Try your hand at a classic this weekend.

© Yunhee Kim



At first instinct, eggplant Parmesan is a winter meal, hearty and filling. But assuredly, if you’ve ever grown your own eggplant or bought them from the hands of the farmer who has, you will want to show them off at their peak. In-season summer eggplant almost entirely lacks the bitterness that older, off-season eggplants can have. Put them front and centre in one of the most satisfying of all meals.

When you fry eggplant on the stove top, each piece soaks up a tremendous amount of oil. Eggplant roasted in the oven while the sauce simmers is lighter and faster, and there’s less mess to clean up when guests arrive. Serve your feast outside under a tree, with a big pile of angel hair pasta, sparkling Lambrusco, and green salad—an instant portal to Italian villa life.

Like most dishes with red sauce, eggplant Parm gets better the second night, and more so on the third. If you’re lucky enough to have any leftovers, pile them on rosemary focaccia rolls for a decadent, if messy, sandwich.


  • 3 balls fresh mozzarella cheese
  • 2 large eggplants (about 3 lb/1.4 kg), cut into ½-in/12-mm slices (see Cook’s Note)
  • Extra-virgin olive oil for brushing
  • Sea salt and freshly ground black pepper


  • 1 tbsp extra-virgin olive oil
  • 2 garlic cloves, smashed or minced
  • Generous pinch of red pepper flakes
  • Two 28-oz/800-g cans San Marzano or plum tomatoes in juice
  • Sea salt
  • 1 sprig fresh basil (optional)
  • 1 bay leaf
  • Freshly ground black pepper
  • 1 tbsp unsalted butter, plus more as needed
  • ¾ cup/90 g freshly grated Parmigiano-Reggiano cheese
  • 1 lb/455 g capellini or angel hair pasta

1. Thinly slice the mozzarella and lay on a paper towel–lined baking sheet to drain while you prepare the rest of the ingredients. Preheat the oven to 375°/190°C/gas 5.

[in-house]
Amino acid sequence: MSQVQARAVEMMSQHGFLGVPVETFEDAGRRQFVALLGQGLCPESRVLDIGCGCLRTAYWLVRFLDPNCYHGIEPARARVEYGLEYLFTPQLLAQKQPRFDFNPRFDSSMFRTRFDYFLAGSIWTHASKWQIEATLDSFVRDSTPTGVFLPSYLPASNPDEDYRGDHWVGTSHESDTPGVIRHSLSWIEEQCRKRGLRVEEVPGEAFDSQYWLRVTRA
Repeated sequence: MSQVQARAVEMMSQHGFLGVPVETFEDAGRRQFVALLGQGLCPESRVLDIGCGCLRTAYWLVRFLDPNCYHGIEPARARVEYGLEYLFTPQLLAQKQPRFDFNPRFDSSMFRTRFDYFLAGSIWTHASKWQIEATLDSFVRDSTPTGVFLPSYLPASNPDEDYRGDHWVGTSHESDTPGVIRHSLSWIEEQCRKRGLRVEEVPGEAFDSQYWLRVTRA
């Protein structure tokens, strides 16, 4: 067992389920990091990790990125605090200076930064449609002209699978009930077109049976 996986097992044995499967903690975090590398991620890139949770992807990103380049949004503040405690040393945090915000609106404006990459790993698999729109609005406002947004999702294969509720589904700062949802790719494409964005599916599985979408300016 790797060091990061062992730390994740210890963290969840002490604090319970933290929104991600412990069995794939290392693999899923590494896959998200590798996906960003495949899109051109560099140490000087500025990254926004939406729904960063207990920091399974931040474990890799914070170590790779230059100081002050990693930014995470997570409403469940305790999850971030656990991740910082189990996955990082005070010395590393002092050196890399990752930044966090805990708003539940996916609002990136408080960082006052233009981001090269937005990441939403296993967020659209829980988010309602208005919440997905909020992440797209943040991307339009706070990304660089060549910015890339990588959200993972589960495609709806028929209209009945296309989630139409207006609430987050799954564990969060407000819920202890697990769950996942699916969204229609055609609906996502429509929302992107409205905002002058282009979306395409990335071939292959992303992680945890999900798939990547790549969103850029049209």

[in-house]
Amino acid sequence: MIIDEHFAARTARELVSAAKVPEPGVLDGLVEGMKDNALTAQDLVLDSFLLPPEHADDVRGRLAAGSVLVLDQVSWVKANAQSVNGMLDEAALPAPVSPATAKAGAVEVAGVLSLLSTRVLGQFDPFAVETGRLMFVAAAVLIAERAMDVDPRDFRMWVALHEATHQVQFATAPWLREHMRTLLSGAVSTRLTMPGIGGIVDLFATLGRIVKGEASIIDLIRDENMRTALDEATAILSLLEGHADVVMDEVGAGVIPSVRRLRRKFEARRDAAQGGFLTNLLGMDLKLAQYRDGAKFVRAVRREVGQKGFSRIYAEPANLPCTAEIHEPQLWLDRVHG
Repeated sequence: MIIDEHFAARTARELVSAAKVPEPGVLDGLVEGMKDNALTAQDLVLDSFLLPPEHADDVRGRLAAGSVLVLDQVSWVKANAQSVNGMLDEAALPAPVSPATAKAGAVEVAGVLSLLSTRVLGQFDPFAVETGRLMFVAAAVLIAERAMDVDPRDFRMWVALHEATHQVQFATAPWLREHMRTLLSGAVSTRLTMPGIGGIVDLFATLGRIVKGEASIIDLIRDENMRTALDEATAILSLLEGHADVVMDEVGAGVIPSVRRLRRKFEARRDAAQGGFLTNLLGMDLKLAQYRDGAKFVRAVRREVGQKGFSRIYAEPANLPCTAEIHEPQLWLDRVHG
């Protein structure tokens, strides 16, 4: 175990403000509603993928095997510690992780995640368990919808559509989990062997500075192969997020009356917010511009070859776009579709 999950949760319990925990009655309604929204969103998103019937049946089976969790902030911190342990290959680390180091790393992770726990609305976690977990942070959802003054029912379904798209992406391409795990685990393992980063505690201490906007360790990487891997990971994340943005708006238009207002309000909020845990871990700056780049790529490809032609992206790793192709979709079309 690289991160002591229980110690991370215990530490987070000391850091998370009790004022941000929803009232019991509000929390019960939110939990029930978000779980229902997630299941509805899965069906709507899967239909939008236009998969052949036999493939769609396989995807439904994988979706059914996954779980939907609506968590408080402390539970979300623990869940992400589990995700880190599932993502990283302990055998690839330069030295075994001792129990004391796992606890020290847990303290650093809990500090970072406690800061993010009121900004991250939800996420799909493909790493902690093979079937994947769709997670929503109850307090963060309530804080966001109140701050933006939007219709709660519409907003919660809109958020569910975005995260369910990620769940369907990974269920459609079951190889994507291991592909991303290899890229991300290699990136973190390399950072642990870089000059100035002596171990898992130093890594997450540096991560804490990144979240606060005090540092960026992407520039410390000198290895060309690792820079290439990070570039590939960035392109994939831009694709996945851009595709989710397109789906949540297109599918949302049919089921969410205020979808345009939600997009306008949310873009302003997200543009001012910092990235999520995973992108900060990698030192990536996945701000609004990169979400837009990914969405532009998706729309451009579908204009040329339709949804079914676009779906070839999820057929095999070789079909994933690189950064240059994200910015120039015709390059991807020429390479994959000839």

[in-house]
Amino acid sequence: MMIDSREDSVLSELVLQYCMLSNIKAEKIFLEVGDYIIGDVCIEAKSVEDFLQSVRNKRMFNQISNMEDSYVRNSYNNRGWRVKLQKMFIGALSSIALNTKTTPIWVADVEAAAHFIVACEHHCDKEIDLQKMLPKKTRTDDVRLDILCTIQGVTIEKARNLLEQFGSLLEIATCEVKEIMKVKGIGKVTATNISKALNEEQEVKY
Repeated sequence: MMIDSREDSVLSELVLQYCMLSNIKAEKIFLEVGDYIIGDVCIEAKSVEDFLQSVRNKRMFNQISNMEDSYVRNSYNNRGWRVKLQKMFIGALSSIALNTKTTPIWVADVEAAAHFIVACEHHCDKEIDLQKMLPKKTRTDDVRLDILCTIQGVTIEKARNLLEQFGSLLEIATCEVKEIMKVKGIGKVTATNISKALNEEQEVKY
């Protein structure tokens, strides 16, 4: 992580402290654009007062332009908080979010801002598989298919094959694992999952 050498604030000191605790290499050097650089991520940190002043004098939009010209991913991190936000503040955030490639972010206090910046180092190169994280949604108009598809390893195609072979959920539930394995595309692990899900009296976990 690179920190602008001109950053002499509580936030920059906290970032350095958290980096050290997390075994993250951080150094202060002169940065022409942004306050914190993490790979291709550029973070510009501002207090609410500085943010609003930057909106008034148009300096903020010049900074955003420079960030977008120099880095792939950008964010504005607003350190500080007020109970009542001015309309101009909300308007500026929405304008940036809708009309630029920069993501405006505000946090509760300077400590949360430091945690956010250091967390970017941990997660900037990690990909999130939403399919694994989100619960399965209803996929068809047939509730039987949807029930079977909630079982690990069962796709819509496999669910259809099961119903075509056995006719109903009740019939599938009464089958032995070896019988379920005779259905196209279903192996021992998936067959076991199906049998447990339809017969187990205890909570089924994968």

2. Lightly brush both sides of the eggplant slices with olive oil, season with salt and black pepper, and spread out on two baking sheets. Roast until soft and golden brown, about 35 minutes, flipping with tongs halfway through cooking.

To make the Marinara Sauce:
3. Heat the olive oil in a large pot over medium heat. Add the garlic and red pepper flakes and cook until fragrant, 1 to 2 minutes. Add the tomatoes and their juices, passing them through clean hands on the way to the pot to crush and swish them. Add ½ tsp salt (use a light hand if your tomatoes are pre-salted), basil (if using), and bay leaf and reduce the heat to medium-low. Gently simmer until the sauce thickens, about 30 minutes, crushing the tomatoes further with a wooden spoon to help them break down. Taste and add another ¼ salt and pepper if needed and stir to combine. Remove and discard the basil and bay leaf.

4. Purée the whole thing together with an immersion blender until smooth. Stir in the butter to soften the acidity of the tomatoes. Taste and add more butter as needed. You should have about 5 cups/1.2 L of sauce.

5. When the eggplant is finished roasting, raise the oven temperature to 400°F/200°C/gas 6.

6. Spoon about 1¼ cups/300 ml of the tomato sauce into a 9-by-13-in/23-by-33-cm baking dish and spread it to cover the bottom. Layer in about half the eggplant and sprinkle with one-third of the Parmigiano-Reggiano, eyeballing the ingredients to create even layers—exact amounts aren’t so important. Top with half of the mozzarella slices. Spoon over a generous 1 cup/240 ml or so of sauce, followed by a second layer of eggplant, another third of the Parmigiano-Reggiano, and the remaining mozzarella. Sprinkle on the remaining third of the Parmigiano-Reggiano cheese. Bake until golden and bubbly, about 35 minutes.

7. Remove from the oven and let cool about 15 minutes. Meanwhile, bring a large pot three-fourths full of salted water to a boil over high heat. Add the pasta to the boiling water and cook until al dente, about 2 minutes. Warm the remaining marinara sauce over low heat. Drain the pasta and toss with the marinara sauce.

8. Serve the eggplant Parmesan warm with the angel hair pasta.


How an eggplant tastes to you is entirely dependent on if you’re eating it in season, how many days it’s been off the plant, and whether or not bitter is a pleasing flavour to you. I neither peel nor salt my eggplant, particularly when it’s very fresh. But when in doubt, peel and generously salt the slices and set them aside in a colander or on paper towels to drain, about 15 minutes. Rinse and pat dry before roasting.



Feast by Sarah Copeland, published by Chronicle Books

IMAGE: © Yunhee Kim